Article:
By the time Jay Keck learned his 14-year-old autistic daughter identified as a boy, she had already come out at her Hinsdale, Ill., high school. Without his or his wife’s knowledge, the school’s faculty and staff accepted her new identity. Teachers referred to her by a new masculine name.
“In my attempt to help her, her public school undermined me every step of the way,” Keck wrote in USA Today.
A growing number of parents express similar powerlessness as public schools increasingly encourage gender dysphoric children and teens toward transgenderism. If a child begins to transition socially, some schools conceal it from parents.
In Madison, Wis., 14 parents are fighting back. They filed a lawsuit in Dane County Circuit Court last week against the Madison Metropolitan School District, saying its policy on transgenderism violates their parental rights.
The district adopted the policy in April 2018 without a school board vote or a public hearing. It instructs faculty to refer to students by their chosen names and pronouns but to revert to the children’s legal names and pronouns when with parents. It prohibits teachers and staff from telling parents their child has transitioned socially.
Timothy LeMonds, a spokesman for the school district, said it stands by its “guidance document” to “uphold the right of every child to be educated in a safe, all-inclusive and nondiscriminatory learning environment.”
The parents filed the lawsuit anonymously out of fear of retaliation and harassment. One mother, identified in an affidavit as having three children in the Madison schools, said the policy interferes with her right to pursue treatment for a gender dysphoric child consistent with her Christian beliefs. Two other parents said they may allow their child to transition based on circumstances and the recommendation of mental health professionals, but they want to be involved in the process. All of the parents want the court to overturn the district’s policy and order faculty to inform parents when children express a desire to change genders at school.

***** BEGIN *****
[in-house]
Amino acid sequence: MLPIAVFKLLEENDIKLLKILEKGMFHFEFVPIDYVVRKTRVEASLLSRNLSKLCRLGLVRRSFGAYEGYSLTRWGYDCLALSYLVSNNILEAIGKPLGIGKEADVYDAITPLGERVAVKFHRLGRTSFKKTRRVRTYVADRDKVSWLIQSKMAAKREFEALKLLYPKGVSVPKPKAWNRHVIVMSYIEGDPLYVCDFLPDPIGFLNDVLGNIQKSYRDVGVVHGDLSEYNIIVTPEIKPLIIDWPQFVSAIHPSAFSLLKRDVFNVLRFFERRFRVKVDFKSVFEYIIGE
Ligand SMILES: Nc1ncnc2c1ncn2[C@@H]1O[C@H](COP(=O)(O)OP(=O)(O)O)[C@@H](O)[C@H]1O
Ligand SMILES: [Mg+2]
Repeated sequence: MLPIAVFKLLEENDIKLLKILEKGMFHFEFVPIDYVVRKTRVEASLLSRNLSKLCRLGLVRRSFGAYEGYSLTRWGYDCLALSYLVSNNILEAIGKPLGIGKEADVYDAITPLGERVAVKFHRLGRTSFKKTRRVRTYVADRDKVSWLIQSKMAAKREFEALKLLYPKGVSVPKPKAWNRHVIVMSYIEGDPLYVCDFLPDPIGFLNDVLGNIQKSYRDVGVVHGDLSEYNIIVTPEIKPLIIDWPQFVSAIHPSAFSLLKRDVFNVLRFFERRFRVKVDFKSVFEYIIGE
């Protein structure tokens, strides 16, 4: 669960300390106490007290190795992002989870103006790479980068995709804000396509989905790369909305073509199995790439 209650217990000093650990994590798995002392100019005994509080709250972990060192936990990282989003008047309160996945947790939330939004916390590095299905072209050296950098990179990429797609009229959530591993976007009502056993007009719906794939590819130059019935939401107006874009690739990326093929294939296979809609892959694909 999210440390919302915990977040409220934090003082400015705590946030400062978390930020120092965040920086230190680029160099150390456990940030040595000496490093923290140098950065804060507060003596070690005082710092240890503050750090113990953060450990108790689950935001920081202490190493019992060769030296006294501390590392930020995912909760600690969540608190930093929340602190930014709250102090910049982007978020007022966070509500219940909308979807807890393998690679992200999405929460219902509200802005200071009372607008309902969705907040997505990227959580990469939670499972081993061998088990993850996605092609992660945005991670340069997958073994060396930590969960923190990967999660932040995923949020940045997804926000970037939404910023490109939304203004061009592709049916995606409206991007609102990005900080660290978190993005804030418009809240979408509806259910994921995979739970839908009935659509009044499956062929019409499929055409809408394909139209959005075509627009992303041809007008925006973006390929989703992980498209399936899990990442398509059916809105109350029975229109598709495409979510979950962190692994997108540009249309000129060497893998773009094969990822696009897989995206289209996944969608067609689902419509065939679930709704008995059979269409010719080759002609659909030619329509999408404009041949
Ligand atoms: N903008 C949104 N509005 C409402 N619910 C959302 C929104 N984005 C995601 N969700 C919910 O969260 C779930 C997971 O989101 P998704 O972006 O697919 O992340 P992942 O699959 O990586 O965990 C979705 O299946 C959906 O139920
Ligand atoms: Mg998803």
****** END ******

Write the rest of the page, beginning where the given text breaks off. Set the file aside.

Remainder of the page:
The lawsuit includes a 50-page affidavit from Steve Levine, a psychiatrist and distinguished life fellow of the American Psychiatric Association. He described socially transitioning children as an experimental therapy that poses dangerous physical, social, and mental health risks.
Luke Berg, an attorney with the Wisconsin Institute for Law and Liberty who is representing the parents, said the district’s “explicit and extreme” transgender policy signals a growing trend in public schools that parents might not know about.
California passed a law in 2013 prohibiting public school employees from informing parents of a child’s gender dysphoria or identity change without the child’s consent. More recently, schools in the District of Columbia, Minneapolis, and Oregon have started allowing parents and students to select “non-binary” in addition to male and female on school enrollment forms.
Last week, concerned teachers leaked the California Teachers Association’s new position on transgenderism to The Epoch Times. The teachers union said students should have the ability to receive hormone therapy and sex-change surgeries without parental consent.
Newly formed groups like the Kelsey Coalition and Parents of Rapid-Onset Gender Dysphoria seek to help parents and gender-confused youth with data and resources to combat this trend. Their websites include painful testimonials from parents with titles like “I Lost My Daughter” and “Why Did Medicaid Pay for My 17-Year-Old Daughter’s Mastectomy and Hysterectomy Without My Consent?”
A bill introduced in Alabama last week would prevent a school’s staff from hiding a child’s gender identity from parents. Earlier this month, South Dakota state senators tabled a bill that would have required school counselors to notify parents if a child identified as transgender.
In Wisconsin, Berg said the Madison district policy prevents parents from helping their children find comfort with their bodies: “These parents simply want to be involved in their children’s lives and do what is best for them if they deal with gender dysphoria.”